SARS survivors continued to improve at 18 years compared to 12 years after discharge. Emotional and mental health restored to the normal. However, SARS survivors still had lower quality of life 18 years after discharge than controls, mainly in physiological functioning, physical role, bodily pain, general health, vitality, and social functioning. Residual lung lesions mainly involved the upper lobe of the right lung and the lower lobe of the left lung. In addition, the lesions were mainly central-lobular nodules. Survivors of SARS and MERS also showed fibrotic abnormalities during convalescence. A follow-up study suggested that the pulmonary lesions caused by SARS-CoV infection improved mainly within 1 year after discharge but remained unchanged up to 15 years. Our study confirmed that such lesions in the lungs last up to 18 years after discharge.
Compared to noninfected controls, cumulative risks and burdens of repeat infection increased according to the number of infections…The evidence shows that reinfection further increases risks of death, hospitalization and sequelae in multiple organ systems in the acute and postacute phase.
In sum, in this study of 5,819,264 individuals, we provide evidence that reinfection contributes to additional health risks beyond those incurred in the first infection including all-cause mortality, hospitalization and sequelae in a broad array of organ systems.
Dr. Deepti Gurdasani has a particularly good thread on Twitter about the implications of this study. The notion of “mild” COVID among young people is a false notion.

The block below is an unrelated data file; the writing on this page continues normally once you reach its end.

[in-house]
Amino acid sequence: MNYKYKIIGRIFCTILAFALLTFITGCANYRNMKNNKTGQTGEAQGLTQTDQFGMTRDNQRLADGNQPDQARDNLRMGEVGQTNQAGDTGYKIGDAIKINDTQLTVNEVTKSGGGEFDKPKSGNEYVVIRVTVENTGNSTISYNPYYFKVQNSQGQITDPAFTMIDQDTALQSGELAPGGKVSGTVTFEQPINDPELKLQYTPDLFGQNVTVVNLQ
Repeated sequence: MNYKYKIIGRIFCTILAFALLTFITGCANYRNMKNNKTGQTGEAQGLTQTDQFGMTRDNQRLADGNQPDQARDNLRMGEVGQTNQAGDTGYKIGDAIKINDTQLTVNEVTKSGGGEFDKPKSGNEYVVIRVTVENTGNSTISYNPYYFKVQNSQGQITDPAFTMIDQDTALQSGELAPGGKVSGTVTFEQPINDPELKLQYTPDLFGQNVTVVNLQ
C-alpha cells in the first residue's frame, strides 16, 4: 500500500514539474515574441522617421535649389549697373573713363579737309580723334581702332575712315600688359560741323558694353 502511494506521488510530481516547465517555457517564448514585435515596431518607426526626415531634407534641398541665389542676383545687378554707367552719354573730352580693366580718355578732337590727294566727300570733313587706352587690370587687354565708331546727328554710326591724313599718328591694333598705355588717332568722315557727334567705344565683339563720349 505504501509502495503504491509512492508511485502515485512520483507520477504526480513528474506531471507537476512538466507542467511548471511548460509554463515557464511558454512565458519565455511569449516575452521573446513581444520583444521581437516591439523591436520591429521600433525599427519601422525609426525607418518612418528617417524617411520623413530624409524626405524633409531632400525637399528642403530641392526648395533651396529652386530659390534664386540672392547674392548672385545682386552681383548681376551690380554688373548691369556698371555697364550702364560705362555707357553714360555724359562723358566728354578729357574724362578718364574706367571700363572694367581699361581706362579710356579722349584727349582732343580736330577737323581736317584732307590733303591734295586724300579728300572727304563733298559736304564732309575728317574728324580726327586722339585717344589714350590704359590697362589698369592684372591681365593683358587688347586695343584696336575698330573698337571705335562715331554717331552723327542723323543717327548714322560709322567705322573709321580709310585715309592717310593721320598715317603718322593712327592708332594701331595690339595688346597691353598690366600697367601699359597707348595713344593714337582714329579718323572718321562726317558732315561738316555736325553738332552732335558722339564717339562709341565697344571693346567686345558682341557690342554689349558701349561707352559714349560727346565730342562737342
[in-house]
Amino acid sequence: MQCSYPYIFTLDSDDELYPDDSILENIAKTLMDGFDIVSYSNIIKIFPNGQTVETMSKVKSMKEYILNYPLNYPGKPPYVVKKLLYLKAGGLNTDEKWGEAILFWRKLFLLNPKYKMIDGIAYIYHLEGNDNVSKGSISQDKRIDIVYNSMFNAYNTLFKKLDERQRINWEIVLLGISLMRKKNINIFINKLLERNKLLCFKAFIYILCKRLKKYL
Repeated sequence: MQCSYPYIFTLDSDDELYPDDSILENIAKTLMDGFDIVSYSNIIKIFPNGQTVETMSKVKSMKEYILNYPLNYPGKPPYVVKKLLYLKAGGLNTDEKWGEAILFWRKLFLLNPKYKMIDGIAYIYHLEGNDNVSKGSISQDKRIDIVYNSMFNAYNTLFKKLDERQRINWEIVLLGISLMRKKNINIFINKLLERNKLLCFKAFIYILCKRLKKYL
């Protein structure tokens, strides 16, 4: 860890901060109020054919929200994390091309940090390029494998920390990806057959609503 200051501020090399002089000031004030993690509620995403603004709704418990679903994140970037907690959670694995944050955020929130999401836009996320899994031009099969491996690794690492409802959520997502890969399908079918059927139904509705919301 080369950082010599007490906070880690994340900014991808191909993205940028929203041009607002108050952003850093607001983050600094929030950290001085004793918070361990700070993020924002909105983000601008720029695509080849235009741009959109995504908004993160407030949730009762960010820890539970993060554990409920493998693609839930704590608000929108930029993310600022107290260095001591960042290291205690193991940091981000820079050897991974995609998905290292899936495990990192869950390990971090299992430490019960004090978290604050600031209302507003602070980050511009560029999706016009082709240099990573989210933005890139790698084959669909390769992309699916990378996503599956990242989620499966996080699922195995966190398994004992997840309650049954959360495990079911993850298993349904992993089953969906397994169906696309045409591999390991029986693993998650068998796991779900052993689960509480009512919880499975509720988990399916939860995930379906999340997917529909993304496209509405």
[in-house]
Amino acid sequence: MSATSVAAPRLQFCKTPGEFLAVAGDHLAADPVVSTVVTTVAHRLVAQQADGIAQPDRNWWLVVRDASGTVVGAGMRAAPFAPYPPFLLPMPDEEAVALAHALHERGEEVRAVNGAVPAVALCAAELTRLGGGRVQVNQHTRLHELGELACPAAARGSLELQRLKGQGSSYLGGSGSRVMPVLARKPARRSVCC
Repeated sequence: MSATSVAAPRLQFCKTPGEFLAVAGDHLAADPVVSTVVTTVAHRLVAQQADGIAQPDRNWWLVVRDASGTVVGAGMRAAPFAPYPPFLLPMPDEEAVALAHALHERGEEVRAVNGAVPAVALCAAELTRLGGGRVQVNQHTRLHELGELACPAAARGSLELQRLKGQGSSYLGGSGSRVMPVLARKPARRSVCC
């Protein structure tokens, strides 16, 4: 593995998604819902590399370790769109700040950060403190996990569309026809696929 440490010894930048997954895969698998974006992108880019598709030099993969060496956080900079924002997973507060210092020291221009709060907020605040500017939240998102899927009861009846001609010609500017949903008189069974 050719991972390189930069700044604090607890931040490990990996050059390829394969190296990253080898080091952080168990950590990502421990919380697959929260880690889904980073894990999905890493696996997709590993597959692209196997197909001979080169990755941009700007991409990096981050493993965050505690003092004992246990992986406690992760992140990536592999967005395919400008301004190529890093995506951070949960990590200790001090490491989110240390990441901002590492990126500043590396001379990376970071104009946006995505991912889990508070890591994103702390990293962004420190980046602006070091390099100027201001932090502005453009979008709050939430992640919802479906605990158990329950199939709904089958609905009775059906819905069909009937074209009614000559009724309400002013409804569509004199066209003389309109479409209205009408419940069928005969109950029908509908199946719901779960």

With increasing numbers infected by SARS-CoV-2, understanding long-COVID is essential to inform health and social care support. A Scottish population cohort of 33,281 laboratory-confirmed SARS-CoV-2 infections and 62,957 never-infected individuals were followed-up via 6, 12 and 18-month questionnaires and linkage to hospitalization and death records. Of the 31,486 symptomatic infections,1,856 (6%) had not recovered and 13,350 (42%) only partially. No recovery was associated with hospitalized infection, age, female sex, deprivation, respiratory disease, depression and multimorbidity. Previous symptomatic infection was associated with poorer quality of life, impairment across all daily activities and 24 persistent symptoms including breathlessness (OR 3.43, 95% CI 3.29–3.58), palpitations (OR 2.51, OR 2.36–2.66), chest pain (OR 2.09, 95% CI 1.96–2.23), and confusion (OR 2.92, 95% CI 2.78–3.07). Asymptomatic infection was not associated with adverse outcomes. Vaccination was associated with reduced risk of seven symptoms.